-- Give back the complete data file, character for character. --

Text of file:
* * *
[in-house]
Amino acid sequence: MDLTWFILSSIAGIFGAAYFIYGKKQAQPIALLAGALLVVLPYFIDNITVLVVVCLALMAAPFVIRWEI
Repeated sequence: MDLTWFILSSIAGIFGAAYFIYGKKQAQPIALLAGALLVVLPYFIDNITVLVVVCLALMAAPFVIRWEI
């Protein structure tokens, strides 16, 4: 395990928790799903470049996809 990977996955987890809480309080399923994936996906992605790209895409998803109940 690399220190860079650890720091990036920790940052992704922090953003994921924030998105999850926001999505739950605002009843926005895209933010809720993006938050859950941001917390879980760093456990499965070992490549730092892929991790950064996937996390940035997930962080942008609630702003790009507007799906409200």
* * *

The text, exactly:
[in-house]
Amino acid sequence: MDLTWFILSSIAGIFGAAYFIYGKKQAQPIALLAGALLVVLPYFIDNITVLVVVCLALMAAPFVIRWEI
Repeated sequence: MDLTWFILSSIAGIFGAAYFIYGKKQAQPIALLAGALLVVLPYFIDNITVLVVVCLALMAAPFVIRWEI
């Protein structure tokens, strides 16, 4: 395990928790799903470049996809 990977996955987890809480309080399923994936996906992605790209895409998803109940 690399220190860079650890720091990036920790940052992704922090953003994921924030998105999850926001999505739950605002009843926005895209933010809720993006938050859950941001917390879980760093456990499965070992490549730092892929991790950064996937996390940035997930962080942008609630702003790009507007799906409200």